Archive » April 5, 2007
By Shelly Lowenkopf
Too Much Talent
Sometimes it seems John Banville has talent enough to recycle. A gifted writer, he is adept at criticism, review, and fiction. His talent runs over at the seams with wit, vocabulary – ah! the vocabulary – and intriguing concept. It seems natural that he would turn his attentions to the mystery novel, as he has with “Christine Falls,” from Picador in the UK and Henry Holt in this country. Mystery novels are all about investigation, discovery, moral outrage. They make a habit of the protagonist being warned off investigations because he is getting too close to an uncomfortable truth.
Banville’s previous effort, “The Sea,” won the prestigious Mann-Booker Award in 2005. He was short-listed for the same prize a year earlier.
If it seems a bit disingenuous for “Christine Falls” to appear under the pseudonym of Benjamin Black, only to have his identity revealed as John Banville on the inside front flap of the dust jacket, then, on the inside flap of the back, trumpeted again “Benjamin Black is the pen name of John Banville,” you can suspect the possibility of legalities with Banville’s previous American publisher. After reading a few pages of “Christine Falls,” in which you are introduced to a badly hung-over pathologist named Quirke, who lurches into the gurney bearing the corpse of a young woman named Christine Falls, you can suspect the heavy hand of symbolism. And promotion. It is indeed a black, gloomy atmosphere in which Quirke is set in motion, presumably to do in the morgue and drawing rooms of 1950s London what Sue Grafton’s Kinsey Milhone does in the Santa Teresa version of Santa Barbara, which is to say probe.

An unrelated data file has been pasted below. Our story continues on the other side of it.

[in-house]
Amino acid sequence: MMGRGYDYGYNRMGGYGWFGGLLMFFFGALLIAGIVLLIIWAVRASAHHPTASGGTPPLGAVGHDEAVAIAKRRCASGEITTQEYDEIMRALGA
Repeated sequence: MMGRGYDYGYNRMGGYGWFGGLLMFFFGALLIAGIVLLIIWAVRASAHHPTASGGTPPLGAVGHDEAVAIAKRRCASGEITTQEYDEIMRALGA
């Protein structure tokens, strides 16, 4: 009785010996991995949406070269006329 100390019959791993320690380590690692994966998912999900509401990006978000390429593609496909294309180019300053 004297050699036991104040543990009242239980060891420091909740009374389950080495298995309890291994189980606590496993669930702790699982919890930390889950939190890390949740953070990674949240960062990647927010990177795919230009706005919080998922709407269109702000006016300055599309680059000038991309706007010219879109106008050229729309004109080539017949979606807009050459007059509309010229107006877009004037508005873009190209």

John Banville has a gifted way with the language, the story form, and single-malt liquor, all of which he takes on like a pub bully, edging his readers and critics into available corners, winning their spare change at bar games, then reducing them to a state where they appear and feel like the culls on “American Idol.” The technical facility is there, and Black/Banville has taken on some touchy subjects, too long left unspoken, and so kudos to him once again. But he does not take us very far beyond the surface of his characters, dealing more with a dissection of ideas and concepts than humans and their motives. We might say of John Banville that he is all skin and no salami, hopeful that he would try the bracing effects of a Twelve-Step Program in which he first admitted that he had no control over his story because of symbol and metaphor. With a tad of empathy in his tool kit, John Banville would not have to pound on the literary equivalent of the barstool to challenge any writer in the house.
The Right Amount of Story
Meanwhile, first-novelist Sheridan Hay does have it, by which I mean empathy. She also has a resounding sense of balance, which keeps her on the tightrope of drama without allowing the precipitous dip into melodrama or bathos. She also has a lovely eye for character. “The Secret of Lost Things” has 18-year-old Rosemary Savage, fatherless from birth, witness the death of the mother to whom she was overly attached. At loose ends, more or less on her own with the exception of the guidance and solicitude of her mother’s best friend, Rosemary leaves her native Tasmania for New York, where she feels even more cut off from the familiar and the comfortable – that is until she discovers the Arcade Book store.